Clastic movement marks occur frequently on portable objects, including mobiliary art items. They are also among the most common rock marks in the world, and they are attributable mainly to glacial action, fluviatile sedimentary movement, animal borrowing, gravity and tectonic movement (e.g. through adjustment in cave systems with a sub-floor phreatic reservoir). They grade into ‘general taphonomic marks’, which include those caused by cryoturbation, solifluction and trampling. There are numerous examples on record, in most continents, of archaeologists describing taphonomic and clastic markings as anthropic engravings (e.g. Bednarik 1994d).

Technological analysis of portable palaeoart objects is, however, not limited to the question of discriminating between natural and anthropic markings. It covers a range of subjects and techniques that cannot be covered adequately in this short chapter. Much research has been lavished on the ‘internal analysis’ of engravings on portable specimens of stone, ivory, antler, bone and amber, particularly of the European Upper Palaeolithic and Mesolithic periods. Less popular, but just as important, is the determination of the materials used in the production of markings on portable objects, especially engraved grooves. In particular, the discrimination of metal and stone points used in engraving can be crucial, because metal points were entirely unavailable prior to the Bronze Age. In forms suitable for such purposes they became widely available only between 2000 and 3000 years ago in Eurasia, and later still in other parts of the world. In Australia, for instance, metal tools cannot predate the arrival of Macassans and Europeans. In the coastal zone they became widely available only about 200 years ago, and inland later still. Hence the identification of metal tool marks in Australian portable engravings (Bednarik 1997c) or rock art (Bednarik 2000) delimits their possible antiquity quite significantly.

Another form of technological analysis is almost entirely restricted to the study of portable palaeoart objects, namely the microscopic study of perforations. Most accepted beads and pendants bear artificial drill holes, and since in pre-History they have been made almost exclusively with stone points it follows that, on authentic specimens, the perforations should show distinctive diagnostic features. Indeed, these holes are generally conical or bi-conical until Neolithic times, when bow drills were introduced. If the surfaces are not too corroded, rotational striations may be visible even to the unaided eye. The tools used in this work were reamers rather than drills, and as Semenov (1964: 78) observed, these holes are often not circular. The rotating movement of the hand holding the reamer describes no full circle. The point of the reamer does not maintain its axial position, it deviates from it to follow the shape of the hole. The result is a vaguely conical but more or less distorted hole, although Palaeolithic perforations of excellent circularity are also known. True cylindrical boring or drilling only appears with the advent of the bow drill.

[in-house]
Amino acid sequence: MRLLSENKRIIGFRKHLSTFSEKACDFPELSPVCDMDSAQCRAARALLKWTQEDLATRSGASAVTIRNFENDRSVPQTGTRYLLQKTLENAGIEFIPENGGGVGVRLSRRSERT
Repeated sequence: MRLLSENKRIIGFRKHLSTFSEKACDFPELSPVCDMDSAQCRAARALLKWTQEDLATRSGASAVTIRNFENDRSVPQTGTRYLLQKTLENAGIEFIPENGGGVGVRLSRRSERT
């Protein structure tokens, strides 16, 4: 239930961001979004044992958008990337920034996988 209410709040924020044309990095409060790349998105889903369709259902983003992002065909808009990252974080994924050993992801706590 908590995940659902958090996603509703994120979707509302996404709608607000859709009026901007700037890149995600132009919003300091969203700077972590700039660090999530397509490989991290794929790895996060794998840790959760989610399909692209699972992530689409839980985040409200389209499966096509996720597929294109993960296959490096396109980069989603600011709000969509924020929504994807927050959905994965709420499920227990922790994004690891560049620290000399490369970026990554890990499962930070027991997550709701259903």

The bi-conical opening often observed in beads and pendants is attributable to the application of tapered stone points from both surfaces, but in many if not most cases the initial opening was achieved working only from one side. Extensive replicative work of producing disc beads identical to Pleistocene specimens, using Palaeolithic stone tool replicas, has shown that it is quite impracticable to alternatively work from both surfaces. It is difficult to meet up with the centre of the first indentation, and it is easier to ream out the new opening after the boring tool has broken through from only one side (Bednarik 1997a).

This highlights again the importance of replicative experimentation, which is an integral component of any technological analysis of portable palaeoart — irrespective of whether it is concerned with engravings, figurines or pendants. Micro-wear analysis as used in archaeology to gain insights into technological processes is closely related to much of this work. However, on the whole the potential of such analytical studies of mobiliary art remains inadequately explored, and is the preserve of very few researchers worldwide. Clearly, as in most other specialised areas of palaeoart science, we have seen little more than isolated pioneering efforts, and yet without more comprehensive research programs we will largely remain at the mercy of untestable and idiosyncratic archaeological interpretations. Analytical and replicative work of the type indicated here is absolutely crucial in enlarging our still tiny knowledge base, and in widening the horizons of palaeoart science.

R. G. Bednarik, 2002

References for portable palaeoart